Threat Finance is defined as the financing of illicit economic activity by “threat actors” such as terrorist organizations, militant groups, organized crime syndicates as well as non-state armed groups (NSAGs). Through the utilization of numerous legitimate channels of commerce, these threat actors are consistently finding new and innovative ways to raise, mobilize and store funds through international finance systems and multi-national corporate supply chains. These types of threats can manifest themselves as corporate transactions categorized as “high-tech” means such as supply chain transactions and digital currencies (e.g. Bitcoin), “low-tech” means such as invoice manipulation and trade facilitated transactions, and ““no-tech” methods like establishing shell companies and shipment fabrications.
Acquiring sustainable forms of finance is critical to threat actors seeking to operate in relative obscurity, while causing continued disruption to global governance and international economies. These funds are exploited to fund the creation of closely guarded criminal and terrorist networks by providing logistical support and means to pay for equipment, operational costs and further recruitment.
So what can financial institutions and government agencies do to protect against these types of evolving threats? On a broader, global scale counter-threat finance requires multi-channel cooperation in order to identify and analyze vulnerabilities within existing systems, such as distribution channels and supply chains. Consistent evaluation of protocols regarding Due Diligence (DD) and “Know Your Customer” (KYC) are critical to maintaining strong, dependable guidelines for your institutions. Threat finance can stem from a variety of sources, such as human trafficking, counterfeit products or even cigarette smuggling. However, there are red flags based on traditional measures that institutions should be on the look out for. Transactions with round figures, especially from commercial or retail businesses, and transactions during non-operational hours of business are quite common. Often times criminal networks will “stack” their addresses by, for example, having multiple individuals registered to a single family home. There are also certain industries that require extra precautions. Nail salons, for instance, have been known to be shell companies for brothels and sex trafficking, where the funding is reaching terrorist organizations in Asia. Dan Boylan, Senior Vice President and Audit Director at Bank of America, also mentioned the need for stronger measures in the oil industry, stating that “oil is a common denominator to many corruption cases.”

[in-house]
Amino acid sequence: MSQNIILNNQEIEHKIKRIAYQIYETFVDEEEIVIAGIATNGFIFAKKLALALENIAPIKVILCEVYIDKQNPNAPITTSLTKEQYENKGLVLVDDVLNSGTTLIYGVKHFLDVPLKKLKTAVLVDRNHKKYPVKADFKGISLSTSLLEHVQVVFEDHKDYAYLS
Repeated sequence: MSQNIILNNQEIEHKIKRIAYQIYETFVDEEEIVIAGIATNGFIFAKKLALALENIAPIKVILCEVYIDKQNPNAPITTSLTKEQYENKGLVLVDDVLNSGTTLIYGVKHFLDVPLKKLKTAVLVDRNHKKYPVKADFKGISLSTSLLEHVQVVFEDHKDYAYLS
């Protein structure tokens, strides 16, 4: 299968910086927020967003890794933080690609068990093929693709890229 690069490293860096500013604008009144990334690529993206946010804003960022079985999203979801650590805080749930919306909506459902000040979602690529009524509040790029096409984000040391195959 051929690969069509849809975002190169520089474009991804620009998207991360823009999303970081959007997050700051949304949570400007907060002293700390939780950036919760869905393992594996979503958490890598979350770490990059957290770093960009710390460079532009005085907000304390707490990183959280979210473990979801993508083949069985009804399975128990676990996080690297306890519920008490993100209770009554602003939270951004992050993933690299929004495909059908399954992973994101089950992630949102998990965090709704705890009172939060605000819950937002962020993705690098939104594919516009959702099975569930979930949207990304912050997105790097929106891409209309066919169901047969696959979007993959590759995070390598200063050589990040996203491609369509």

Essentially, as was discussed in the panel, financial institutions must go beyond “checking the box,” so that they can identify the connections and relationships facilitating the financing. They must also utilize big-data analytics to pinpoint the connections at the foundation, so as to map the network of vendors and counterparties to the source. Ultimately, for financial institutions to implement strong and strategic threat management against national security threats and their use of threat financing, they must recognize the necessity of both traditional and enhanced measures of detection